The challenges of mental health cannot be understated. One in five Australians aged 16 to 34 experienced high levels of psychological distress, which was more than twice the rate of those in the 65 to 85 years age bracket. Fifteen percent of Australians reported feeling lonely during the pandemic, and 16% experienced at least one financial stressor.
This inevitably means that there’s a high demand for mental health support. The Australian Bureau of Statistics found that 17% of Australians sought out a health professional to address their mental health concerns — that’s around 3.4 million people. It’s a staggering number that underscores just how important psychologists and counsellors are to society.
It’s this that drives the work of The Cairnmillar Institute. An industry leader in psychology education and training in Australia, Cairnmillar offers university-equivalent courses in addition to clinical psychology and psychotherapy services that are delivered with a difference. It also has over 60 years experience providing psychological services at clinics in Hawthorn East, Dandenong, North Melbourne and Melbourne CBD.
This guarantees that Cairnmillar’s programmes draw from decades of experience, are evidence-based and led, first and foremost, by real-world practice.
“The teachers are practitioners and/or researchers in the field,” shares Jenny Coburn, a Senior Lecturer at Cairnmillar. “That is, teachers are working with clients and/or researching what is happening in the world. They come into the classroom brimming with professional expertise.”
Ms Coburn is the course coordinator for the Bachelor of Psychology and Counselling, a three-year full-time or part-time TEQSA-accredited double major programme providing students with a job-ready, immersive learning experience. This means that by the time students graduate, they’re equipped with the knowledge and training they need to become a fully-qualified counsellor — and through this, start their journey to support the communities around them.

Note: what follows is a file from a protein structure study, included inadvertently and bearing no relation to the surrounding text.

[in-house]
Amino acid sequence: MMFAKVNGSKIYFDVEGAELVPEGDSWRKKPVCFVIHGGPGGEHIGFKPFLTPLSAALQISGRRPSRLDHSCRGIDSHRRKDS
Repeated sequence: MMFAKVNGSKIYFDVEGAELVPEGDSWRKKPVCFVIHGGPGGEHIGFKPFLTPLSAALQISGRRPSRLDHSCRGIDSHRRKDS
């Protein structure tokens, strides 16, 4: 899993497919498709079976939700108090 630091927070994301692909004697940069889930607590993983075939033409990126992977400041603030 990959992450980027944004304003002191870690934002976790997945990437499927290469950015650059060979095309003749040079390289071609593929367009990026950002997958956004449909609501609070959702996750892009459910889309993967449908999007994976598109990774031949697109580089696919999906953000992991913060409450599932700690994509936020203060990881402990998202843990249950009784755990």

It’s a far cry from the normal educational journey aspiring counsellors endure. Typically, these students will have to obtain both a bachelor’s and master’s on top of supervised clinical experience before they’re able to start practising. At Cairnmillar, though, students have a direct pathway to registration as a counsellor with the Psychotherapy and Counselling Federation of Australia (PACFA).
How? Through direct exposure to the field in the form of 40 hours of direct counselling experience, with real-world experience in industry placements. This means that students are supervised in providing counselling to real clients at a counselling agency or service.
“Our supervisors are trained to support you in your work with clients,” Coburn clarifies. “Students will take part in both one-to-one and group supervision. This helps you to reflect on your practice, hone your ethical awareness and sensitivity, and deepen your ability to respond therapeutically to client needs.”
Cairnmillar is steadily working at becoming accredited by the Australian Psychology Accreditation Council (APAC). With this, students will have the option of completing a fourth Honours year, which will put them on the pathway to becoming a psychologist.
Classes at Cairnmillar are unique and tailored to suit different learning styles. Topics are explored using case studies, stories, metaphors, problem-solving activities, and more. With this, students are treated to personalised learning experiences that differs by the day.
One such class is counselling skills. Here, students are exposed to what it’s like to sit with another person and listen to what they are saying. “It sounds easy, but the counselling space is different to the social or conversational space we usually occupy,” emphasises Coburn.
She highlights the “fish bowl” teaching method — one where the demonstration of a skill is done with a small number of students and the teacher, with the larger group observing. “This may sound scary, but it can be incredibly effective in demonstrating the counselling process — how the different skills fit together in being responsive to the client.”
Students at Cairnmillar are surrounded by a close-knit community that supports them every step of the way. This ranges from academic writing, study skills and career advice to leadership and peer mentoring programmes, plus a host of friendly staff with an open-door approach. “We’re not a large institution, so it is easier to get to know us, and for us to get to know you,” says Coburn.
“I really felt a sense of camaraderie from the teachers,” adds Anne Best, a mature counsellor and psychotherapist with a background in the performing arts. “It wasn’t hierarchical at all — more like a ‘we’re all in this together’ type of approach. I felt supported as a therapist by how the teachers related to me and what I learned from their professional experience.”
This is an important practice Cairnmillar instills in its entire community, from students to teachers. Ms Coburn refers to it as “professional humility.” “This is an important concept, particularly when working with people, because it recognises there is a limit to our professional knowledge,” she explains. “When we realise this, we create a space for the client to be empowered in the therapeutic work undertaken.”
It speaks multitudes about the attitude Cairnmillar cultivates — not only that strives for excellence, but one that is driven by purpose and passion to provide help to whoever may need it.